James Franklin (philosopher)
James Franklin (born in Sydney in 1953) is an Australian philosopher, mathematician and historian of ideas. He was educated at St. Joseph's College, Hunters Hill, New South Wales. His undergraduate work was at the University of Sydney (1971–74), where he attended St John's College and he was influenced by philosophers David Stove and David Armstrong. He completed his PhD in 1981 at University of Warwick, on algebraic groups. Since 1981 he has taught in the School of Mathematics and Statistics at the University of New South Wales.
His research areas include the structuralist philosophy of mathematics and the 'formal sciences' (he is the founder of the Sydney School in the philosophy of mathematics), Australian Catholic history, the parallel between ethics and mathematics (work for which he received the 2005 Eureka Prize for Research in Ethics), restraint, the quantification of rights in applied ethics, and the analysis of extreme risk. Franklin is the literary executor of David Stove.
In 2008 he set up the Australian Database of Indigenous Violence.
Franklin wrote several books and articles:
- 1996 and 2011, Proof in Mathematics: An Introduction ISBN 978-1-876192-00-6, originally published as Introduction to Proofs in Mathematics, in 1988.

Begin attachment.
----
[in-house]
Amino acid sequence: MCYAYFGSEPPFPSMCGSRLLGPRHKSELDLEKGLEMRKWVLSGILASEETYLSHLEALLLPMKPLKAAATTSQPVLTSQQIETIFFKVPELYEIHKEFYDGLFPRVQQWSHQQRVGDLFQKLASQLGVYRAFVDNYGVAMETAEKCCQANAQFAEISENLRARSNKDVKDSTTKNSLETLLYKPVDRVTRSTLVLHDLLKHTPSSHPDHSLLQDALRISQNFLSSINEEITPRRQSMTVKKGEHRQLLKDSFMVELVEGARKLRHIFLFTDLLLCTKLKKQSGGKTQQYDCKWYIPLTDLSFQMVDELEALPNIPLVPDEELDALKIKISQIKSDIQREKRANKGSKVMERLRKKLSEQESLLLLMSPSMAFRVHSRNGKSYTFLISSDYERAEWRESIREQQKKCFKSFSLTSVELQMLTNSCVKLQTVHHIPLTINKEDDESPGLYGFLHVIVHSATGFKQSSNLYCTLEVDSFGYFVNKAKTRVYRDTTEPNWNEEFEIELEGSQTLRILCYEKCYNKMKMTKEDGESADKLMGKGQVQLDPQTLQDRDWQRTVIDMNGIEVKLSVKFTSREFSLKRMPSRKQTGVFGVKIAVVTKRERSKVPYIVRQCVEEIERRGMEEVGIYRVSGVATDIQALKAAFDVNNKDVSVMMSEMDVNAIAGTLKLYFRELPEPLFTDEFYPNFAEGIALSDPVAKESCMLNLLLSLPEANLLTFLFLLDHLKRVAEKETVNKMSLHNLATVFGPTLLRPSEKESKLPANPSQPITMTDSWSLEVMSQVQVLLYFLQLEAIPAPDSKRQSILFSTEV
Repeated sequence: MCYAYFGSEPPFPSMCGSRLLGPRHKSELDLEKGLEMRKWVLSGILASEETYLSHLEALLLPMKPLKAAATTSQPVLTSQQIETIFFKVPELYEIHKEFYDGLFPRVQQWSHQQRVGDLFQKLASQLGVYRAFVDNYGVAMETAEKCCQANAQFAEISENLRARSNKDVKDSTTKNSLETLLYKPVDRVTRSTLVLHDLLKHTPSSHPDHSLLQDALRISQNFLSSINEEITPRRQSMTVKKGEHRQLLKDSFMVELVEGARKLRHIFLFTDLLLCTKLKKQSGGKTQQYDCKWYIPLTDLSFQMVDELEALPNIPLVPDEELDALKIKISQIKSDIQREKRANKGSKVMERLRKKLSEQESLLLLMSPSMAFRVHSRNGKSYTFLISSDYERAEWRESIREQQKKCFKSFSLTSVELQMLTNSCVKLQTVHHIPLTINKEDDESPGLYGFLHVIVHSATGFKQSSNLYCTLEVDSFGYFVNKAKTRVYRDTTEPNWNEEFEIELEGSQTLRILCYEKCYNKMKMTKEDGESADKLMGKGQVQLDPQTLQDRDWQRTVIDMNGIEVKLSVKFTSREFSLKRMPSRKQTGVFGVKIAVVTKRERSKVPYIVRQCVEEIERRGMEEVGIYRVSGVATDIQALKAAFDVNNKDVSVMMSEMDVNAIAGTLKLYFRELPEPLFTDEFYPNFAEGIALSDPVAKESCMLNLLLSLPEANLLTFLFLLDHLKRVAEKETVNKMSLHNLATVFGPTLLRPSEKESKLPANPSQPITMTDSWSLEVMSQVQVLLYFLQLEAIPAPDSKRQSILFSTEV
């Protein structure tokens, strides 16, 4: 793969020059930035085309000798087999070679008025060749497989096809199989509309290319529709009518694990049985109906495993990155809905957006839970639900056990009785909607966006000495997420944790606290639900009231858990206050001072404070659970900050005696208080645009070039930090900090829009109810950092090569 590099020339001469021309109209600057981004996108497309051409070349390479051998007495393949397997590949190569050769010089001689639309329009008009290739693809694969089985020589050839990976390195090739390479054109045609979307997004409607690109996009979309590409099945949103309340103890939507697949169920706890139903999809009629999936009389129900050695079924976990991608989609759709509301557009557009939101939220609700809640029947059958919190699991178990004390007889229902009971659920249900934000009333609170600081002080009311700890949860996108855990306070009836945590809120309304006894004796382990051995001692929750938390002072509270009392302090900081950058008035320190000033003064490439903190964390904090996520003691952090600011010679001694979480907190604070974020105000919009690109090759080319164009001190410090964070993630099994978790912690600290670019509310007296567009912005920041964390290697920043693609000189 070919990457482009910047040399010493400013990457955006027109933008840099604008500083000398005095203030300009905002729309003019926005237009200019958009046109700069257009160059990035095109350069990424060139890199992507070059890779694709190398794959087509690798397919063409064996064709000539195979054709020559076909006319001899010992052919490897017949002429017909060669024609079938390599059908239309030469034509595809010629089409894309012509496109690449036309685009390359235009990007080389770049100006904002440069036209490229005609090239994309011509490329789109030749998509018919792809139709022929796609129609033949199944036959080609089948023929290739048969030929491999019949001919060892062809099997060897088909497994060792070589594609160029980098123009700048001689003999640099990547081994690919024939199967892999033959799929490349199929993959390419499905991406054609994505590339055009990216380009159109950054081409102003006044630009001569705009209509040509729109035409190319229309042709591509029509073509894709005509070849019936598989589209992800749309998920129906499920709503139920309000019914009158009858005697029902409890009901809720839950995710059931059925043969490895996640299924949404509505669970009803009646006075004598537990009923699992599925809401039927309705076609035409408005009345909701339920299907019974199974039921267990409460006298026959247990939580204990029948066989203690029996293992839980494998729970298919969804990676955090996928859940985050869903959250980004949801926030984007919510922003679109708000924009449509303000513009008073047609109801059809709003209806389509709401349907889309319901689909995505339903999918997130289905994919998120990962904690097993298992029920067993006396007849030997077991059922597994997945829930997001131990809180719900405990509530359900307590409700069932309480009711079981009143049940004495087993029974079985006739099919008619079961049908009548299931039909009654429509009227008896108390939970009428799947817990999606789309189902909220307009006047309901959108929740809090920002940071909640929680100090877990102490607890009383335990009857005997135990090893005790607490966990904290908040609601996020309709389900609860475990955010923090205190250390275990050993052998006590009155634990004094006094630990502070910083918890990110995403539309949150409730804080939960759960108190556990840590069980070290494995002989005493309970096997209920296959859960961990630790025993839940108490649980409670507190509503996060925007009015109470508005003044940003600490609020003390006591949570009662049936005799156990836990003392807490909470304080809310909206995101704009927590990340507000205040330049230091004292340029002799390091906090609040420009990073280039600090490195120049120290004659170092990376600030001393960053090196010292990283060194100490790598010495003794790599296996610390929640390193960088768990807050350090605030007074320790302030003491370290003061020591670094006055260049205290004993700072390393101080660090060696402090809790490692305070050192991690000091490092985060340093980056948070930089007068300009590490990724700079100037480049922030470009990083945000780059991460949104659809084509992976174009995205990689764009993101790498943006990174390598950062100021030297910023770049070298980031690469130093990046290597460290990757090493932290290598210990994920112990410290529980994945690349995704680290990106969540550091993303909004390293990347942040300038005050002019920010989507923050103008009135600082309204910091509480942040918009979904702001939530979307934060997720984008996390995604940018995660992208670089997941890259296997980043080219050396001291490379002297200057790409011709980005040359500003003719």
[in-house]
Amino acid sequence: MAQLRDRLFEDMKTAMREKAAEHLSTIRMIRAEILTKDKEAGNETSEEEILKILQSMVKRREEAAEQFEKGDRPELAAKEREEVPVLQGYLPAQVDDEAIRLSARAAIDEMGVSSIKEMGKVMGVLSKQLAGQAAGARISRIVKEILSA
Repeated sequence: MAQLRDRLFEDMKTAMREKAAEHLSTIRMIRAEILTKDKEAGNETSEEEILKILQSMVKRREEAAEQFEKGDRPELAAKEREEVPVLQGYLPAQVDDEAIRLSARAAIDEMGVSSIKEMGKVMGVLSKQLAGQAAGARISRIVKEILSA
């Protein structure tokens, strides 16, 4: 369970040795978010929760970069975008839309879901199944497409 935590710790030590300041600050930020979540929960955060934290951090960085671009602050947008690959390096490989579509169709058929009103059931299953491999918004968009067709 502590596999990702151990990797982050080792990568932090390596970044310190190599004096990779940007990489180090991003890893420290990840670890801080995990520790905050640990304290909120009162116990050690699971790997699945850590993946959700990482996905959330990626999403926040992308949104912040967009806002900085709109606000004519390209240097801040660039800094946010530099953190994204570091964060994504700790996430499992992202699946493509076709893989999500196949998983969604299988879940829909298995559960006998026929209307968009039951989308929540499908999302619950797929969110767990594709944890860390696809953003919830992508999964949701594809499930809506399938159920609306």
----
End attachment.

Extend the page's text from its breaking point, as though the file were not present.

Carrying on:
- 2001, The Science of Conjecture: Evidence and Probability Before Pascal ISBN 978-0-8018-7109-2;
- 2003, Corrupting the Youth: A History of Philosophy in Australia ISBN 978-1-876492-08-3;
- 2006, Catholic Values and Australian Realities ISBN 978-0-9758015-4-3;
- 2007, Life to the Full: Rights and Social Justice in Australia (edited) ISBN 978-1-921421-00-6
- 2009, What Science Knows: And How It Knows It ISBN 978-1-59403-207-3
Articles (a selection):
- 1994, The formal sciences discover the philosophers’stone, in: Studies in History and Philosophy of Science, Volume 25, No. 4, 513–533, Elsevier Science Ltd.
- 2000, Thomas Kuhn's irrationalism, in: The New Criterion, Volume 18, No. 10, June 2000.
- 2000, Diagrammatic reasoning and modelling in the imagination: the secret weapons of the Scientific Revolution, in: 1543 and All That: Image and Word, Change and Continuity in the Proto-Scientific Revolution, ed. G. Freeland & A. Corones, Dordrecht: Kluwer, 53–115.
- 2003, The representation of context: ideas from artificial intelligence in: Law, Probability and Risk 2, 191–199.
- 2006, Chapter on 'Artifice and the natural world: Mathematics, logic, technology', in: Cambridge History of Eighteenth Century Philosophy, ed. K. Haakonssen, Cambridge, 2006, 817–853.
- 2010, The postmodern calculus, New Criterion 29 (1) (Sept 2010), 75-80.